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The Problem with PR

By: Phyllis Davis

The Problem With PR By Phyllis Davis | IICRC | July 2016 NewsletterCompanies spend an inordinate amount of money on public relations. Whether Facebook, Twitter, Yelp, Google Ads or some other PR strategy, the order of the day is to “market your business.” Imaging and reinventing are key components in capturing the imagination of an elusive or distracted consumer.

When sales go south because of some negative press, it is incumbent on the person assigned to PR to redirect the compass. Restoring customer confidence is an expensive, time-consuming process. The onus may fall on one person or an entire department but maintaining good PR is a company-wide mandate. It doesn’t matter whether you are the owner of a multi-truck operation or a technician out in the field, PR is everyone’s responsibility.

Certain PR issues can be truly devastating to your business if you’re not careful. You’ve likely been warned about avoiding certain topics with customers, either by your spouse, your mother or perhaps a friend: "No matter what, never discuss politics and religion on the job!"

It generally begins when casual conversation that leads to a lush path turns out to be quicksand.  The harder you try to extricate yourself and get back to the business at hand, the deeper you sink.  The entire PR budget would not be sufficient to assuage a client offended by these topics, no matter how well the job had been progressing.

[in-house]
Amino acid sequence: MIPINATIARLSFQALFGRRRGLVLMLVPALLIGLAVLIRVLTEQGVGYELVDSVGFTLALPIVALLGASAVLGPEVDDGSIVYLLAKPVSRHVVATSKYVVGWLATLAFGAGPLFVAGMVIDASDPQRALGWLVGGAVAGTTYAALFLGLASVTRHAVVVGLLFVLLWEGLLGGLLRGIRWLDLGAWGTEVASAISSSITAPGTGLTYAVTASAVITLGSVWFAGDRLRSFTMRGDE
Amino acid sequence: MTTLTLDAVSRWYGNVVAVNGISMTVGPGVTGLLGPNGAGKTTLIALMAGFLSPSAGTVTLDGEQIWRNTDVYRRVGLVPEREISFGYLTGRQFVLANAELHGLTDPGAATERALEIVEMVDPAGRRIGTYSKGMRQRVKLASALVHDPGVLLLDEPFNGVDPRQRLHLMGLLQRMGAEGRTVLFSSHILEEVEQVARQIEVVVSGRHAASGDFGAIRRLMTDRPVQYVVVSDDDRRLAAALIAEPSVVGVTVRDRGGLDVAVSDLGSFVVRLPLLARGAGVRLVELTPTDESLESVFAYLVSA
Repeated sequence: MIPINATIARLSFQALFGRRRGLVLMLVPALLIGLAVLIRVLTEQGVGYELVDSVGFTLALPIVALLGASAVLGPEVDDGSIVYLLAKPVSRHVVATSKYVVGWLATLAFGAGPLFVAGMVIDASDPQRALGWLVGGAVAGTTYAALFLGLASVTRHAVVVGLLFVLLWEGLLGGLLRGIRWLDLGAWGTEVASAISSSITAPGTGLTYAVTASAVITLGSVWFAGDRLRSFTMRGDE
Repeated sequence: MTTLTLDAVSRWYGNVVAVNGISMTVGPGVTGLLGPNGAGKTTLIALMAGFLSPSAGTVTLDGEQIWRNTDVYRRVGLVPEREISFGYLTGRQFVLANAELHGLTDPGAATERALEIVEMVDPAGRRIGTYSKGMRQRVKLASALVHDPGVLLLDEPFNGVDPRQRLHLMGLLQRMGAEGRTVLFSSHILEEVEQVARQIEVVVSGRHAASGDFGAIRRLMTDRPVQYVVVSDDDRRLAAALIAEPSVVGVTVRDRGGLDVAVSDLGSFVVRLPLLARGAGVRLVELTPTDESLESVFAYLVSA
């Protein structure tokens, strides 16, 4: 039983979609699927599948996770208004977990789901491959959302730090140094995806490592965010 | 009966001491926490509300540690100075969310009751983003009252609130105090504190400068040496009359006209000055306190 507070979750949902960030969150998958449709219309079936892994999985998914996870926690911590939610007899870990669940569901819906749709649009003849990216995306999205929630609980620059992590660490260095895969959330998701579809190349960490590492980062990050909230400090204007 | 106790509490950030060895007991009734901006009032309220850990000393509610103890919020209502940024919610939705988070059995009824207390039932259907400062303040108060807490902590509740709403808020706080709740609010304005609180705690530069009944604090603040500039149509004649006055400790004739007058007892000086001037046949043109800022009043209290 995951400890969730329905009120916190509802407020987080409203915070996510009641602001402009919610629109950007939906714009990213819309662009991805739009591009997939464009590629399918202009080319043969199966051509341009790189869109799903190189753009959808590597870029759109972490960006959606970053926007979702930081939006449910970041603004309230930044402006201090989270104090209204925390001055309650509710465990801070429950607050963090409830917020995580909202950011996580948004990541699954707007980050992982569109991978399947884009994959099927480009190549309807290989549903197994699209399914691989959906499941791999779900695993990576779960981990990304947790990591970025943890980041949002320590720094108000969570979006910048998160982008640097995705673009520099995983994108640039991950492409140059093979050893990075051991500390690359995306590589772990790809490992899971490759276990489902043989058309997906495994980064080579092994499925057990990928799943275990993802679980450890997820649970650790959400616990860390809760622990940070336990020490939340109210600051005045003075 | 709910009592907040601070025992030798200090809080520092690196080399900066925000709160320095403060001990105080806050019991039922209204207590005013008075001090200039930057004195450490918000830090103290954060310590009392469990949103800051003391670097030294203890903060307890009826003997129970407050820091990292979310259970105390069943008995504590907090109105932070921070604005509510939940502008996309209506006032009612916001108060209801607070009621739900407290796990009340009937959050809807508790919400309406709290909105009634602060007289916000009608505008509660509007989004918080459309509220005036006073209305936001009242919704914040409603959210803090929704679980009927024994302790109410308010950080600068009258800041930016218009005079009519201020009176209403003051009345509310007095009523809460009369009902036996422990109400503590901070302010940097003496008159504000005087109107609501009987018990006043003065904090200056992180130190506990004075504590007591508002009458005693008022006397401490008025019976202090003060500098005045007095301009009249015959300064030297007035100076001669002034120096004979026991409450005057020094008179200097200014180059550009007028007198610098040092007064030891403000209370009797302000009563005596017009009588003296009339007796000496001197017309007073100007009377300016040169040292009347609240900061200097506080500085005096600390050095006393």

How, with all of your instruction and training did you allow yourself to be drawn into expressing an opinion on politics or religion? Was it a comment made by a TV newscaster that happened to be on? Did the customer make some offhanded comment to which you just as offhandedly responded?
 
Why has the friendly customer morphed into a bulged eye, vein-protruding creature from the deep? What do you do when there seems to be a mile of dirty floor between you and the door?

Given the current political climate, there are no moderate opinions.  Conversations can become explosive without notice, and once this happens, it’s difficult to restore rapport. When the topic turns to politics or religion, there is only one safety zone; a zipped lip.  Do not feel pressured to respond.  Allow silence to do its job.

As soon as practicable, distract with an up charge or advise the customer of a new service that is now available. The house may be a mansion but there is no room for politics and religion.

Remember, politics and religion are the bane of Public Relations.
 



Phyllis Davis provided venture capital to small business owners for over twenty-five years. She is an entrepreneur, a managing real estate broker and business consultant.  Ms. Davis served on the board of a local bank for thirty years.




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